Uncommon knowledge

Surprising insights from the social sciences

Scent of a child

By Kevin Lewis
June 14, 2009
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Researchers have found evidence that the behavior of parents is affected by a child's odor. The researchers asked parents to have their children wear a T-shirt for several days, after which the researchers conducted a blindfolded test on the parents. Fathers who could correctly identify their child's odor were emotionally closer and paid more attention to their child. Mothers who could correctly identify their child's odor punished their child less. Meanwhile, parents who rated their child's odor as more pleasant - a potential indicator that the child is not theirs - did the opposite: they were less close and more punishing.

Dubas, J. et al., "A Preliminary Investigation of Parent-Progeny Olfactory Recognition and Parental Investment," Human Nature (March 2009).

Conservative disgust
Are you very bothered by the sight of a cockroach, the smell of urine, coming into contact with a toilet seat in a public restroom, or accidentally drinking from a stranger's soda can? If so, then you're probably a political conservative, according to a recent study. In various surveys, researchers found that people who indicated more "disgust sensitivity" were significantly more likely to label themselves conservative, especially on issues like abortion and gay marriage.

Inbar, Y. et al., "Conservatives Are More Easily Disgusted Than Liberals," Cognition & Emotion (June 2009).

"It's really hot outside."

If researchers are correct, then a simple statement like that can prompt you to have more aggressive thoughts. In two experiments, people who first solved word puzzles with heat-related words were more likely to think aggressive thoughts or infer hostility in another person. The authors note that the effect of hearing hot words is similar to the effect of showing people pictures of guns or alcohol.

DeWall, N. & Bushman, B., "Hot Under the Collar In a Lukewarm Environment: Hot Temperature Primes Increase Aggressive Thoughts and Hostile Perceptions," Journal of Experimental Social Psychology (forthcoming).

Boost your creativity, move to Latvia
Spending time in a foreign country is a rite of passage for many students, but perhaps it should be more of a requirement. Social psychologists have shown that living abroad is associated with creativity. People who spent more time living abroad were more creative problem solvers and more creative negotiators in situations that required one to see hidden alternative solutions in ostensibly intractable problems. This was especially true to the degree that people had adapted themselves to the foreign culture. Creativity was boosted further just by asking those who had lived abroad to imagine their experience. In fact, even in the straightforward task of drawing an alien creature, people who were asked to imagine specifically adapting to a foreign culture drew more creative and non-Earth-like creatures.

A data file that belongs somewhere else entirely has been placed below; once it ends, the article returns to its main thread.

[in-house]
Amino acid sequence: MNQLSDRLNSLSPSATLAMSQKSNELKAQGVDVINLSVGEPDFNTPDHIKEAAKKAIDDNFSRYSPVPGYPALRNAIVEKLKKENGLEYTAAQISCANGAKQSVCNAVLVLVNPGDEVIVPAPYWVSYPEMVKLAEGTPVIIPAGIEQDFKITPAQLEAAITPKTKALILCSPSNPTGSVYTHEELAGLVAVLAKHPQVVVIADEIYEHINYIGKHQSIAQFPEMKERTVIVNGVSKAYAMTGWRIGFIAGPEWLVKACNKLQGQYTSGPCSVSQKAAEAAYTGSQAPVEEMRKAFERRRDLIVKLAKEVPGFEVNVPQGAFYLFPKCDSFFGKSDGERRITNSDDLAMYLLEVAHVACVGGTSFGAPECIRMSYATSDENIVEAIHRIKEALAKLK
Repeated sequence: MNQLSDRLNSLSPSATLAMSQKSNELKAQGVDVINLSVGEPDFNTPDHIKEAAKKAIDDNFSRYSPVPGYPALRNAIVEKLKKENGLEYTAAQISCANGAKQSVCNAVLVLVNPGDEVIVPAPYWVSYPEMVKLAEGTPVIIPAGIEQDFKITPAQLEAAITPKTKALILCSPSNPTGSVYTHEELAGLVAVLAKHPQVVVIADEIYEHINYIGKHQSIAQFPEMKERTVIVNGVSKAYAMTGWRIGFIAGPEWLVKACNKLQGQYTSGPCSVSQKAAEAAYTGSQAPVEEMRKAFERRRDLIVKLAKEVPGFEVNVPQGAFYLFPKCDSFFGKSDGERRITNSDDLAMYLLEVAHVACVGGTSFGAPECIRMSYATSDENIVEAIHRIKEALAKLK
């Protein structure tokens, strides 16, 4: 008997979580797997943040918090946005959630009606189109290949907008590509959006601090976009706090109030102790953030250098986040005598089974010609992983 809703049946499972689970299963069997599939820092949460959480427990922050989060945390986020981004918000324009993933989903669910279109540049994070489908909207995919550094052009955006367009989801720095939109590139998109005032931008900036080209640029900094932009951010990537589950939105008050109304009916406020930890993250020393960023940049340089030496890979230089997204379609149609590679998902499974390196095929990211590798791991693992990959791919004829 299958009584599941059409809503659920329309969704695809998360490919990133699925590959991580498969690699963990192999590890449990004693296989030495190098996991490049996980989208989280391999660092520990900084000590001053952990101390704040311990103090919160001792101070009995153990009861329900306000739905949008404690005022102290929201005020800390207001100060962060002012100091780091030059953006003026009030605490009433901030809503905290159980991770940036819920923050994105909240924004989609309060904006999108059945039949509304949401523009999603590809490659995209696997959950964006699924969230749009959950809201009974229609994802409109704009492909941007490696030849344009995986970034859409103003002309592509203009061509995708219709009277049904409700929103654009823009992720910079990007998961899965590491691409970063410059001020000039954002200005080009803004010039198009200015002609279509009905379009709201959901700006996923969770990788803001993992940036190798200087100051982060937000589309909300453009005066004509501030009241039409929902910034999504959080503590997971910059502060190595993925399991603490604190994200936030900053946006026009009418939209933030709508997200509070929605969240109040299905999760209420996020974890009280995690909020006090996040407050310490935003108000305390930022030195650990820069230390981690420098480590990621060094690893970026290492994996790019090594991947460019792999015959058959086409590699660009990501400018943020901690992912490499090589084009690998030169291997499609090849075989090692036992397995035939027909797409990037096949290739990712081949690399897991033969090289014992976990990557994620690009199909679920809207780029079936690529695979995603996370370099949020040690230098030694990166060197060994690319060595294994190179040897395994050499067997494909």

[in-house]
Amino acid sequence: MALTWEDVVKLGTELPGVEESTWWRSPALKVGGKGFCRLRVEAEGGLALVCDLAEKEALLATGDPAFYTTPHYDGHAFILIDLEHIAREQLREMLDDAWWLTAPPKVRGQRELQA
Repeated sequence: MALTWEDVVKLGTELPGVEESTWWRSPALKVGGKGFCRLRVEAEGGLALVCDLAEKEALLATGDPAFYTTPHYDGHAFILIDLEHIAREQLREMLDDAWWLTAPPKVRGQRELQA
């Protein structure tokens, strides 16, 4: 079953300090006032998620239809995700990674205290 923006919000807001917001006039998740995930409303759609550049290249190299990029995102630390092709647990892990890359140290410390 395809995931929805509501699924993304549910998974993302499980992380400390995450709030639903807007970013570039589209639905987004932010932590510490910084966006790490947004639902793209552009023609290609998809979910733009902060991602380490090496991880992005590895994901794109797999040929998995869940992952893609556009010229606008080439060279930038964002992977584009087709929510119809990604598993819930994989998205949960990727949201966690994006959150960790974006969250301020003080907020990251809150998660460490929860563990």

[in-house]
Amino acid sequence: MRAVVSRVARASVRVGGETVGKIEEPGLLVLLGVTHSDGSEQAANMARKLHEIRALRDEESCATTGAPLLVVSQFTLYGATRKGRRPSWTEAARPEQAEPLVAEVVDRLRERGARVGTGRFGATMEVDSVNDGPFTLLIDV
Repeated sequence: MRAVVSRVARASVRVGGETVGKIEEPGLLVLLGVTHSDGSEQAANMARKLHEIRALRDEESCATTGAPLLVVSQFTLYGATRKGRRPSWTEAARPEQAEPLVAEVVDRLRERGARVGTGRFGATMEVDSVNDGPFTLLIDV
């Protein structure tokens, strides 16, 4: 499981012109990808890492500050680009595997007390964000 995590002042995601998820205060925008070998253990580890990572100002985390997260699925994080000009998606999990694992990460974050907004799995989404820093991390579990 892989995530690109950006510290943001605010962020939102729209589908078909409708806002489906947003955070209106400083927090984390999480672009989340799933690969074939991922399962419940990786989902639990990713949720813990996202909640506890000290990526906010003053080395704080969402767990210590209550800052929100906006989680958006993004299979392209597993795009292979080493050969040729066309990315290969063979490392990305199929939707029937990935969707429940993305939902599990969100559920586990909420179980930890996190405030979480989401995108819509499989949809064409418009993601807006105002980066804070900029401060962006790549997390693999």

Maddux, W. & Galinsky, A., "Cultural Borders and Mental Barriers: The Relationship Between Living Abroad and Creativity," Journal of Personality and Social Psychology (May 2009).

Those hedge fund managers? Not so smart.
As the authors of a new study point out, "an underlying assumption by many on Wall Street is that the best and brightest migrate to the hedge fund industry." So, that begs the question: have hedge funds actually delivered? In what they bill as "the first comprehensive examination" of the stock holdings of hedge funds, the authors say no, at least relative to mutual funds. And when fees and transaction costs are included, mutual funds give hedge funds a run for their money. Granted, this study only looked at stock holdings, even though hedge funds often deal in more exotic securities, but the authors note that stocks are still a primary component of most hedge funds.

Griffin, J. & Xu, J., "How Smart Are the Smart Guys? A Unique View from Hedge Fund Stock Holdings," Review of Financial Studies (forthcoming).

Kevin Lewis is an Ideas columnist. He can be reached at

(Wesley Bedrosian for the Boston Globe)